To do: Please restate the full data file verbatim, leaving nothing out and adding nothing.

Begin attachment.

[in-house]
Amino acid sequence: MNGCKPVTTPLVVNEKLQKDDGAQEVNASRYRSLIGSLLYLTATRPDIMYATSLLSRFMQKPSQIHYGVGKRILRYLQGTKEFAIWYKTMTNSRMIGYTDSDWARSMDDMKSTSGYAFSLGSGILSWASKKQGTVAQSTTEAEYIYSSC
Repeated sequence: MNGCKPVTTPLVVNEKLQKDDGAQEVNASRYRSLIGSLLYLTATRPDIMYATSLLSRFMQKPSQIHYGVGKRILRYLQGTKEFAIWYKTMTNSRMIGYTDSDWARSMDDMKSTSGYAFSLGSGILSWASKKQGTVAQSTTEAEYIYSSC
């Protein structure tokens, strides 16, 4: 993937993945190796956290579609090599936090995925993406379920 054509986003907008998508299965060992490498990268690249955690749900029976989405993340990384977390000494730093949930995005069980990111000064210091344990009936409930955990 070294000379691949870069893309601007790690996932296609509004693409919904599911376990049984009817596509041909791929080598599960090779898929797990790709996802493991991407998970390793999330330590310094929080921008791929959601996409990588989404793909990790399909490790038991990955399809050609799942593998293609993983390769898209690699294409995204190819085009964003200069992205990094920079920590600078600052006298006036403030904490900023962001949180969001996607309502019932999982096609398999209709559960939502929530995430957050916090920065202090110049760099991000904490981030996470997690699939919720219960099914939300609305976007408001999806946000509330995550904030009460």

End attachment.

[in-house]
Amino acid sequence: MNGCKPVTTPLVVNEKLQKDDGAQEVNASRYRSLIGSLLYLTATRPDIMYATSLLSRFMQKPSQIHYGVGKRILRYLQGTKEFAIWYKTMTNSRMIGYTDSDWARSMDDMKSTSGYAFSLGSGILSWASKKQGTVAQSTTEAEYIYSSC
Repeated sequence: MNGCKPVTTPLVVNEKLQKDDGAQEVNASRYRSLIGSLLYLTATRPDIMYATSLLSRFMQKPSQIHYGVGKRILRYLQGTKEFAIWYKTMTNSRMIGYTDSDWARSMDDMKSTSGYAFSLGSGILSWASKKQGTVAQSTTEAEYIYSSC
């Protein structure tokens, strides 16, 4: 993937993945190796956290579609090599936090995925993406379920 054509986003907008998508299965060992490498990268690249955690749900029976989405993340990384977390000494730093949930995005069980990111000064210091344990009936409930955990 070294000379691949870069893309601007790690996932296609509004693409919904599911376990049984009817596509041909791929080598599960090779898929797990790709996802493991991407998970390793999330330590310094929080921008791929959601996409990588989404793909990790399909490790038991990955399809050609799942593998293609993983390769898209690699294409995204190819085009964003200069992205990094920079920590600078600052006298006036403030904490900023962001949180969001996607309502019932999982096609398999209709559960939502929530995430957050916090920065202090110049760099991000904490981030996470997690699939919720219960099914939300609305976007408001999806946000509330995550904030009460």